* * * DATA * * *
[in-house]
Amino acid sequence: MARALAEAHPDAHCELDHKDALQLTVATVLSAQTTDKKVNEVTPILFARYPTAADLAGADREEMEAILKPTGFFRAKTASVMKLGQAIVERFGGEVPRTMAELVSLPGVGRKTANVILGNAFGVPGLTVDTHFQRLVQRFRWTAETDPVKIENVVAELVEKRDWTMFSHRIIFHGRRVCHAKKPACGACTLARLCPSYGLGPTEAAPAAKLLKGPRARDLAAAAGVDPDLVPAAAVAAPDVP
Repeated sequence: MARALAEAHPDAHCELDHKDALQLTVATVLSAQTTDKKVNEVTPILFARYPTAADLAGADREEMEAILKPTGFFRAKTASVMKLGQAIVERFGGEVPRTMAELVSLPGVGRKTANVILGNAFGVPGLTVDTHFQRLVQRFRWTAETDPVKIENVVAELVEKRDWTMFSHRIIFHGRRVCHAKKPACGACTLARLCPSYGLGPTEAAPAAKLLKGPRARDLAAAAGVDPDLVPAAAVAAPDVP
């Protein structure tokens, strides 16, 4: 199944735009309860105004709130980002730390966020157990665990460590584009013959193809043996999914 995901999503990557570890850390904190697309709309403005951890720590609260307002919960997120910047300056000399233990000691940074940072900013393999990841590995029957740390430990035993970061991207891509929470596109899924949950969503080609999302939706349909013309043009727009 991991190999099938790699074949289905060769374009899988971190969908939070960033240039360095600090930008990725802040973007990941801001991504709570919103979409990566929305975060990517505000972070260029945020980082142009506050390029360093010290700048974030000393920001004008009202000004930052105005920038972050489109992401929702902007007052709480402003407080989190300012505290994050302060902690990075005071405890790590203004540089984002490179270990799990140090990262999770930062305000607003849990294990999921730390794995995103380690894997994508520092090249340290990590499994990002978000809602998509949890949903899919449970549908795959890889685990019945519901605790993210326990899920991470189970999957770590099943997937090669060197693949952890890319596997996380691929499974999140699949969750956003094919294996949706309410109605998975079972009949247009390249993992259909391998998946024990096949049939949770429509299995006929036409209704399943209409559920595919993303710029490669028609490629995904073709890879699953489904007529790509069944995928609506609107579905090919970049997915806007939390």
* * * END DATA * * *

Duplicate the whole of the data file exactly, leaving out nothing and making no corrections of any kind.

[in-house]
Amino acid sequence: MARALAEAHPDAHCELDHKDALQLTVATVLSAQTTDKKVNEVTPILFARYPTAADLAGADREEMEAILKPTGFFRAKTASVMKLGQAIVERFGGEVPRTMAELVSLPGVGRKTANVILGNAFGVPGLTVDTHFQRLVQRFRWTAETDPVKIENVVAELVEKRDWTMFSHRIIFHGRRVCHAKKPACGACTLARLCPSYGLGPTEAAPAAKLLKGPRARDLAAAAGVDPDLVPAAAVAAPDVP
Repeated sequence: MARALAEAHPDAHCELDHKDALQLTVATVLSAQTTDKKVNEVTPILFARYPTAADLAGADREEMEAILKPTGFFRAKTASVMKLGQAIVERFGGEVPRTMAELVSLPGVGRKTANVILGNAFGVPGLTVDTHFQRLVQRFRWTAETDPVKIENVVAELVEKRDWTMFSHRIIFHGRRVCHAKKPACGACTLARLCPSYGLGPTEAAPAAKLLKGPRARDLAAAAGVDPDLVPAAAVAAPDVP
């Protein structure tokens, strides 16, 4: 199944735009309860105004709130980002730390966020157990665990460590584009013959193809043996999914 995901999503990557570890850390904190697309709309403005951890720590609260307002919960997120910047300056000399233990000691940074940072900013393999990841590995029957740390430990035993970061991207891509929470596109899924949950969503080609999302939706349909013309043009727009 991991190999099938790699074949289905060769374009899988971190969908939070960033240039360095600090930008990725802040973007990941801001991504709570919103979409990566929305975060990517505000972070260029945020980082142009506050390029360093010290700048974030000393920001004008009202000004930052105005920038972050489109992401929702902007007052709480402003407080989190300012505290994050302060902690990075005071405890790590203004540089984002490179270990799990140090990262999770930062305000607003849990294990999921730390794995995103380690894997994508520092090249340290990590499994990002978000809602998509949890949903899919449970549908795959890889685990019945519901605790993210326990899920991470189970999957770590099943997937090669060197693949952890890319596997996380691929499974999140699949969750956003094919294996949706309410109605998975079972009949247009390249993992259909391998998946024990096949049939949770429509299995006929036409209704399943209409559920595919993303710029490669028609490629995904073709890879699953489904007529790509069944995928609506609107579905090919970049997915806007939390």